World Leaders Step in to Save Baby Charlie Gard

by Anita Carey  •  •  July 5, 2017   

Hospital still refusing to transfer child despite offers from Vatican and US

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LONDON ( - Despite worldwide support for continuing treatment for a gravely ill baby, the hospital where he is on life support is refusing to allow him to be transferred or even taken home by his parents, insisting he die at their hands.

Both Pope Francis and President Trump have spoken out in defense of the parents of gravely ill Charlie Gard to seek out new treatment. Just today, Theresa May has joined in the international conversation, saying she is "confident" that Great Ormond Street Hospital has and "always will consider any offers or new information" for Charlie.

Influenced by Pope Francis' message, Mariella Enoc, president of the Bambino Gesu Pediatric Hospital in Rome, requested a transfer of the boy from Great Ormond Street Hospital in London. In the interview with the press, Enoc told reporters that the London hospital was prevented from requesting the transfer for "legal reasons."

Vatican Secretary of State Cdl. Pietro Parolin has also committed to helping transfer Charlie to the Vatican's pediatric hospital. On the legal hurdles, Cdl. Parolin says, "Overcome these problems? If we can do it, we will do it."

In a tweet on Monday, President Trump sent a message, offering to help the gravely ill 11-month-old child, who suffers from a rare genetic disease. Helen Ferre, director of White House media affairs, told reporters that members of the administration have spoken with the family but that the president has not. Ferre notes that Trump "does not want to pressure them in any way" and is "trying to be helpful."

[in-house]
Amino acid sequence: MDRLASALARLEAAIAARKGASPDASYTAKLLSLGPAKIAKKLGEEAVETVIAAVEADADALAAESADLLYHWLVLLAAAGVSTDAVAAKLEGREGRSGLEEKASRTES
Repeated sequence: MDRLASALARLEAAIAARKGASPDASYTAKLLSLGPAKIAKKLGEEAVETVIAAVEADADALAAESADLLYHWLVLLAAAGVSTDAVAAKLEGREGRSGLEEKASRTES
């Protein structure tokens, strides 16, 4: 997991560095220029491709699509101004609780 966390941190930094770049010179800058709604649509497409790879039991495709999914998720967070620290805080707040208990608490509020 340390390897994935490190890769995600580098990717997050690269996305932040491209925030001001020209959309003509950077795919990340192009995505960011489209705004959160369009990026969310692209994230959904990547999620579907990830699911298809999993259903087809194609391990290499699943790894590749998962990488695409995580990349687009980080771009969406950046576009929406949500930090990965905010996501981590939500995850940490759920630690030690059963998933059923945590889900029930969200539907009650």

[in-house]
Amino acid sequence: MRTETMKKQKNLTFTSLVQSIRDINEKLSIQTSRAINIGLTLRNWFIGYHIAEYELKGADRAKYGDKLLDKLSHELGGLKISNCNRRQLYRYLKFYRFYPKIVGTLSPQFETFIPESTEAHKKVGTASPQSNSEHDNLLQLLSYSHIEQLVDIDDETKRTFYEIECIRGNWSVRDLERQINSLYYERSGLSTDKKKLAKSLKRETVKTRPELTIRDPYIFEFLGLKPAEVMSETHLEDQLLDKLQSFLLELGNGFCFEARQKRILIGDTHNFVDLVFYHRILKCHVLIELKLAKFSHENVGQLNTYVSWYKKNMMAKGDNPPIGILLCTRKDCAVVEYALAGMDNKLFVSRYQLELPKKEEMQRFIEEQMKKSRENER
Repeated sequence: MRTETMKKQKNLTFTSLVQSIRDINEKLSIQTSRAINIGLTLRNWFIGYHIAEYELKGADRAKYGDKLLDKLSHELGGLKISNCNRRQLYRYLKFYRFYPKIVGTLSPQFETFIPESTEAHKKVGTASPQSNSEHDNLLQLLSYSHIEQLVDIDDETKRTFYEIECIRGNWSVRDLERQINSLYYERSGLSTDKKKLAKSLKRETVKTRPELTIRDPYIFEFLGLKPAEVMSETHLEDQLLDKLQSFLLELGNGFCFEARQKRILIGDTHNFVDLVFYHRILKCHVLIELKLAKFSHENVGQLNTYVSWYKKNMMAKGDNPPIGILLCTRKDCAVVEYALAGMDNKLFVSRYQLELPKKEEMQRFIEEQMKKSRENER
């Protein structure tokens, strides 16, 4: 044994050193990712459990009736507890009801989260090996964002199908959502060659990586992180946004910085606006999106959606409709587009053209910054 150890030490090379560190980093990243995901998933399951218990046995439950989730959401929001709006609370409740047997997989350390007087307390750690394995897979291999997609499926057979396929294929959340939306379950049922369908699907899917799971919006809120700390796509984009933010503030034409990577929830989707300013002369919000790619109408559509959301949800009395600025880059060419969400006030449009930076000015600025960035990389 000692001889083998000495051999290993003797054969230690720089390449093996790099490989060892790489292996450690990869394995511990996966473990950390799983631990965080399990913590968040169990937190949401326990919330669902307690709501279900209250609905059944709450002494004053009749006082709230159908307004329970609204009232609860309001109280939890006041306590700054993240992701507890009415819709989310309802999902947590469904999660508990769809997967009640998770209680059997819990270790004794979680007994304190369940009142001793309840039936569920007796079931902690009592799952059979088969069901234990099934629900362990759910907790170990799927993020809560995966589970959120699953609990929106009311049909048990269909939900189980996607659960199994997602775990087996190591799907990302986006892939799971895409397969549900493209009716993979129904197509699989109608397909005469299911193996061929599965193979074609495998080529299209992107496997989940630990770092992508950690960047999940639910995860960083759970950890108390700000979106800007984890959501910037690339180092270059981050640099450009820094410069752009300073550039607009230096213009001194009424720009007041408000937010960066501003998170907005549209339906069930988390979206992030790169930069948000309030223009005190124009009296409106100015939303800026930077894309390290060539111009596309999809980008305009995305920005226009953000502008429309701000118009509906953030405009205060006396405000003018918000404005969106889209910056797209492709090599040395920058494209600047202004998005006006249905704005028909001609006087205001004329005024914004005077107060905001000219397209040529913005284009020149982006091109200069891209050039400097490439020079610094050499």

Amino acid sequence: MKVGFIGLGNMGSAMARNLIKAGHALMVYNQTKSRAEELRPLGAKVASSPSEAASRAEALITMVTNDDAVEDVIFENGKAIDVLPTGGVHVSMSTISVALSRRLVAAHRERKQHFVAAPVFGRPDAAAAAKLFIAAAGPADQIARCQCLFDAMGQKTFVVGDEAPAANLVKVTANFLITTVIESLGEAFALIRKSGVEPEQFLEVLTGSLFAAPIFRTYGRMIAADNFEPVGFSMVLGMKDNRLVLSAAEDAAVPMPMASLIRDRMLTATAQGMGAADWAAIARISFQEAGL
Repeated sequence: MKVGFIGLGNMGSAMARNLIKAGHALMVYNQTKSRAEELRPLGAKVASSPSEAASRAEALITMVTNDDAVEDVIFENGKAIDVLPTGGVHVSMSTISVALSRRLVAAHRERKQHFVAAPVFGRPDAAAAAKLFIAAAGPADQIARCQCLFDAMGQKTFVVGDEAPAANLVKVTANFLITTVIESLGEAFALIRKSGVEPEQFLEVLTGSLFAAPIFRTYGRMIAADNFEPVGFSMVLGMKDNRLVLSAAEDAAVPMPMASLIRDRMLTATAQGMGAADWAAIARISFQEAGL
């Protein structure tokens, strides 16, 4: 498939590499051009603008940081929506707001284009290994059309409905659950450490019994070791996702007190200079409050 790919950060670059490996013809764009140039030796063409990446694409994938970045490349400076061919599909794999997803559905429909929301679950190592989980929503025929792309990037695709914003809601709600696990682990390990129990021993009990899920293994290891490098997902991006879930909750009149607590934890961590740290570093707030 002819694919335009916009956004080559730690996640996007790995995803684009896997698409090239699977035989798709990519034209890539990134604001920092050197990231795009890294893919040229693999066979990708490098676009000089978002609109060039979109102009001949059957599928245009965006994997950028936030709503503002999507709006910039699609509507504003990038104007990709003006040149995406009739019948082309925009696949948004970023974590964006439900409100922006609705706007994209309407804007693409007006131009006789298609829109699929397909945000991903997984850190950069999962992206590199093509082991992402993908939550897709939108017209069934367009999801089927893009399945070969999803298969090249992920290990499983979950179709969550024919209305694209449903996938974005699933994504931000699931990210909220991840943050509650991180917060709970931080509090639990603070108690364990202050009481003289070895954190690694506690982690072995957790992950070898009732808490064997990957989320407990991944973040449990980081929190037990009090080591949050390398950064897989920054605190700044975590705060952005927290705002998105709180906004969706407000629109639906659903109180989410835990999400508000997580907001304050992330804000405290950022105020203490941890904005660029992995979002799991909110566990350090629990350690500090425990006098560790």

President Trump's tweet followed Pope Francis' message on Sunday that the parents' wishes should be honored regarding the treatment of the baby. The pope's statement announced that he was "following with affection and sadness the case of little Charlie Gard and expresses his closeness to his parents. For this he prays that their wish to accompany and treat their child until the end is not neglected."

The Pope also published a tweet that proclaimed, "To defend human life, above all when it is wounded by illness, is a duty of love that God entrusts to all."

This contradicts Abp. Paglia's statement admonishing the media for sensationalism and the need to avoid aggressive medical procedures, saying that we must "recognize the limitations of what can be done, while always acting humanely in the service of the sick person until the time of natural death occurs."

Paglia has recently come under fire for his appointment of a pro-abortion Anglican, Nigel Biggar, to the Pontifical Academy for Life. Biggar has stated that the unborn are not really the same kind of human as adults and do not deserve the same treatment as adults.

Shortly after the request was made by Bambino Gesu, the Associated Press (AP) shared an investigative report that the hospital was compromising health care for the sake of profits. Associated Press claimed there is overcrowding, poor hygiene and inferior medical devices that are putting children's lives at risk at the Vatican's hospital.

The hospital has dismissed the report as a "hoax" and claims the allegations are "false, dated and gravely defamatory." They are threatening to sue AP unless a retraction is made. Greg Burke, spokesman for the hospital, said, "No hospital is perfect, but it is false and unjust to suggest that there are serious threats to the health of children at Bambino Gesu."

Charlie Gard was born with a rare mitochondrial disease that affects every cell of his body. There is currently no known cure, but other children born with similar types of conditions are being successfully treated with the nucleoside therapy Charlie's parents want to try.


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